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FORCE advocates for families facing hereditary breast and ovarian cancer in areas such as access to care, research funding, insurance, and privacy.

Advocacy > Issues > Comments on Draft Research Plan for BRCA Testing Submitted

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Comments on Draft Research Plan for BRCA Testing Submitted

Genetic Testing & Counseling

Overview

The U.S. Preventive Services Task Force (USPSTF) is a panel of experts in prevention and evidence-based medicine which reviews of and develops recommendations on the effectiveness of a broad range of preventive services. The current USPSTF guidelines for Risk Assessment, Genetic Counseling, and Genetic Testing for BRCA-Related Cancer in Women were released in December 2013.

USPSTF guidelines are utilized by health insurers to guide coverage decisions on specific preventive services. Additionally, under the Patient Protection and Affordable Care Act (PPACA), any preventive service receiving a USPSTF rating of “A” or “B” must be covered by most health plans with no copay or cost-sharing. As such, these guidelines impact access to care and insurance coverage of services for members of the hereditary cancer community.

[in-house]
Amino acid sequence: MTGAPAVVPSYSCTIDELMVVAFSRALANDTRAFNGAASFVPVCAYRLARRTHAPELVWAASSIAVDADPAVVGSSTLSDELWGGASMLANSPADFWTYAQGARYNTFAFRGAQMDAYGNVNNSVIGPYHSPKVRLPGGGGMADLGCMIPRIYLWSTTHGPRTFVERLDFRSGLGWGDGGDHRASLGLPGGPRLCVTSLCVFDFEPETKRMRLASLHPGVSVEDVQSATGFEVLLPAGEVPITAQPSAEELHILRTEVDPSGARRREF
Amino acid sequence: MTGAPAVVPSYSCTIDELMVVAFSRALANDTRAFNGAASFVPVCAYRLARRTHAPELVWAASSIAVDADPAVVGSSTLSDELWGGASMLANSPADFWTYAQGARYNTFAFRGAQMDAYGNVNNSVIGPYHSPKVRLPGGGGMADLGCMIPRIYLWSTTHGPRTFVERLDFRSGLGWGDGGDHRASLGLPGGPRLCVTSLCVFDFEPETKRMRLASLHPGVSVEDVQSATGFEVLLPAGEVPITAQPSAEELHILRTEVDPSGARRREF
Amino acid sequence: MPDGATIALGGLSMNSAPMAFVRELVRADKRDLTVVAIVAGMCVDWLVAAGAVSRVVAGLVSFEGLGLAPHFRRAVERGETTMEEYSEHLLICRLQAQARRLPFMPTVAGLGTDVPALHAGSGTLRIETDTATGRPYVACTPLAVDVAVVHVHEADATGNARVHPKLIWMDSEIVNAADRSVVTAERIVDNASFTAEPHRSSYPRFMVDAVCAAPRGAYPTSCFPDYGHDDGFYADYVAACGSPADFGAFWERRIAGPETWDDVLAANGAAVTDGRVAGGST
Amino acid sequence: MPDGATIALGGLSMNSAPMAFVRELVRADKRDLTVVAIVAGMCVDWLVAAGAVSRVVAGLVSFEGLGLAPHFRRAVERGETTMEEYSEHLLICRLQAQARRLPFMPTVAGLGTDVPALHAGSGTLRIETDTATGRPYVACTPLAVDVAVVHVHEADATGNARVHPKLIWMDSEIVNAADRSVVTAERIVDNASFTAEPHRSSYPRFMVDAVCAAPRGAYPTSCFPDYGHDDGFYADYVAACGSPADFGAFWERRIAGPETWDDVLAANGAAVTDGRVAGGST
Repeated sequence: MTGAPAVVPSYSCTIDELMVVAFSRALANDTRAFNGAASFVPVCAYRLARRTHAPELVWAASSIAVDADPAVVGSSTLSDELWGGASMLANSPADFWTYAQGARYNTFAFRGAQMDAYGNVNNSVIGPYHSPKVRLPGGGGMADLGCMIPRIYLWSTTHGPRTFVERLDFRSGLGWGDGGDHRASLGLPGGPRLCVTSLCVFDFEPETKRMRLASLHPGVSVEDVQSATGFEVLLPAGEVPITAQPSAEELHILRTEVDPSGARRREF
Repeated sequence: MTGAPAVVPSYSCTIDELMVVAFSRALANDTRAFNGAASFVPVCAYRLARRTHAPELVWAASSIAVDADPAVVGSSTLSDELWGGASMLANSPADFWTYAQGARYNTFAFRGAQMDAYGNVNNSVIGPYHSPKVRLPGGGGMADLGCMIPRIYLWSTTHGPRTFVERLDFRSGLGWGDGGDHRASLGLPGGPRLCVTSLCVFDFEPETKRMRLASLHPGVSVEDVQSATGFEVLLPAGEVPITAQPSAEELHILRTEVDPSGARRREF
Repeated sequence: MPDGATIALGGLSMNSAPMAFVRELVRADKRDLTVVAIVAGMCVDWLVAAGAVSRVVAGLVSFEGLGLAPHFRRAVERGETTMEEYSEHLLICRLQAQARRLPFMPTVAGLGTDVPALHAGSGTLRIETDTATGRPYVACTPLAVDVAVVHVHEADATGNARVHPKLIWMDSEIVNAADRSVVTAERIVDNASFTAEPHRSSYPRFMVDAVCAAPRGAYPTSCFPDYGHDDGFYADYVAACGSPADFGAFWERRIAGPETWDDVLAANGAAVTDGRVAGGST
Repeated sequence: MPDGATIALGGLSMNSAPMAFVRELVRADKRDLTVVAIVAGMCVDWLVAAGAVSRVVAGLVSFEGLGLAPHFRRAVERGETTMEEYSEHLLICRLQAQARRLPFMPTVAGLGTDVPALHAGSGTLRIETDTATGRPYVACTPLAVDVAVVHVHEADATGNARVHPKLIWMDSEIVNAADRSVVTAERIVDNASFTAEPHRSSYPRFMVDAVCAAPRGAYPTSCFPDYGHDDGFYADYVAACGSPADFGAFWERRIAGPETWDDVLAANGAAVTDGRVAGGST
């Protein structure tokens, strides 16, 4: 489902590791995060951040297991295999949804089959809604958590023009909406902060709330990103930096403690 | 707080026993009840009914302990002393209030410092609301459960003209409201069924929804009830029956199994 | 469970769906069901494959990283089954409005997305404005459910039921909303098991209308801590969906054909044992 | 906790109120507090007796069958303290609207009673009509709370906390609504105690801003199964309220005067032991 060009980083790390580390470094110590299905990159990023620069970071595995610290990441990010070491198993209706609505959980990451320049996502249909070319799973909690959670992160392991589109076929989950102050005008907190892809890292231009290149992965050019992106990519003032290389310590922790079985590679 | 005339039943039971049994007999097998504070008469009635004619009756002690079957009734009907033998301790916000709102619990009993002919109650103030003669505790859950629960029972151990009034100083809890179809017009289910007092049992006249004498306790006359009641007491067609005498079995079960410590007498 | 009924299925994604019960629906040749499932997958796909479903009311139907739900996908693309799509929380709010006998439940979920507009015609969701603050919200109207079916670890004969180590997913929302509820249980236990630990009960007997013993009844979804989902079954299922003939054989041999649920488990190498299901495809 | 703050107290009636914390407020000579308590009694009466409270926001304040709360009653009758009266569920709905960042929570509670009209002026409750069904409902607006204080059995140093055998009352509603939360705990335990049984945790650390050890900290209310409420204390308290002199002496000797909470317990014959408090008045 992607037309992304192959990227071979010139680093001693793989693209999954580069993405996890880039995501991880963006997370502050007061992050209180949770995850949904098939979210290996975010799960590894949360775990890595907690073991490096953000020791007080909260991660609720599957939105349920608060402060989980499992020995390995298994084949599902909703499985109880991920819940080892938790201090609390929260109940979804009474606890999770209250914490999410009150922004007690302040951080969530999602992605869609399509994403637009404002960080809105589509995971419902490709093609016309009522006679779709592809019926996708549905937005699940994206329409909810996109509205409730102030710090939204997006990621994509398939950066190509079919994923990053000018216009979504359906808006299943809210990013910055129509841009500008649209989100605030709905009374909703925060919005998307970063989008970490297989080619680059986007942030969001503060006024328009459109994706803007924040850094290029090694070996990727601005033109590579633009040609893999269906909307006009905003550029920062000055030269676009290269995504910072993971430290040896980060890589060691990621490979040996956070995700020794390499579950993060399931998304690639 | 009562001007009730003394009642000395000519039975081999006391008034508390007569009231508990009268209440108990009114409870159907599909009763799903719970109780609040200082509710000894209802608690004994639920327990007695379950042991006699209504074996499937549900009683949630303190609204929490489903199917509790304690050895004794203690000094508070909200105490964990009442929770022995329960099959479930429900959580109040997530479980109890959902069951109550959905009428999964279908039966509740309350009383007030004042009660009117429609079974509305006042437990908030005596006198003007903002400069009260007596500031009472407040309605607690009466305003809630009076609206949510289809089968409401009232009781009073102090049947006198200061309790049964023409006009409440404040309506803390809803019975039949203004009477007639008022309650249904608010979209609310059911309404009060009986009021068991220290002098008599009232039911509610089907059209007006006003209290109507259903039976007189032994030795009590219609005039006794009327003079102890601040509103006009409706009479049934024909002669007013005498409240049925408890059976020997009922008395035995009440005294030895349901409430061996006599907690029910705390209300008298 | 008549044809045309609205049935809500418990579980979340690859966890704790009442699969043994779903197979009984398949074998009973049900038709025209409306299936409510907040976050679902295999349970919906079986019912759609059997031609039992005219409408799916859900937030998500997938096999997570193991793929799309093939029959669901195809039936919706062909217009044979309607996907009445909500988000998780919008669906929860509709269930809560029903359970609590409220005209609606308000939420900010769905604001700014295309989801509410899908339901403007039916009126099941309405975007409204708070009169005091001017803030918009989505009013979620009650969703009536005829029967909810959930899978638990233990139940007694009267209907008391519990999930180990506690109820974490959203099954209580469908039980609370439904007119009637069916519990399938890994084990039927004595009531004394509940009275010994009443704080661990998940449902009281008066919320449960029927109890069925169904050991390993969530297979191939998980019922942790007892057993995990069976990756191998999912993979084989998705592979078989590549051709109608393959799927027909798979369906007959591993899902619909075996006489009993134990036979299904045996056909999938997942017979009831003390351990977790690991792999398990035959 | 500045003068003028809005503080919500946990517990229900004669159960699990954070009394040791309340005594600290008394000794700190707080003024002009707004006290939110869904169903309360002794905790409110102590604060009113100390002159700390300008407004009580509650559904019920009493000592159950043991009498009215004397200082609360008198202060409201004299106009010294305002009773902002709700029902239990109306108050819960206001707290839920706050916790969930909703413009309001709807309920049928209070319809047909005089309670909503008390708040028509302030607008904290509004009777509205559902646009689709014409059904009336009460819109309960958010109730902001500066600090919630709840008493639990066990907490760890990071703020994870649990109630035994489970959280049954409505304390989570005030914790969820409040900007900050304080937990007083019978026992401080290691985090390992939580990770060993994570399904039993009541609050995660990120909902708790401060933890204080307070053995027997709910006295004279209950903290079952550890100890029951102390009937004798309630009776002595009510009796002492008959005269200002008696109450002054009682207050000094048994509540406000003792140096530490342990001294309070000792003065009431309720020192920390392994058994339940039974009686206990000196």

Task Force guidelines are typically reviewed and updated as needed every five years. The USPSTF seeks input on its research plan prior to undertaking this assessment.

FORCE reviewed the draft research plan and submitted comments. The draft research plan is focused on "women without preexisting breast or ovarian cancer whose BRCA mutation carrier status is unknown." We are concerned that women who have been diagnosed with breast or ovarian cancer, and men diagnosed with breast cancer, are absent from the research plan. There is strong evidence that BRCA genetic testing is a preventive measure, even for those already diagnosed with cancer. Learn more by reading about the May 2015 Center for Consumer Information and Insurance Oversight (CCIIO) clarification on this issue, and by reviewing our recent comments.  

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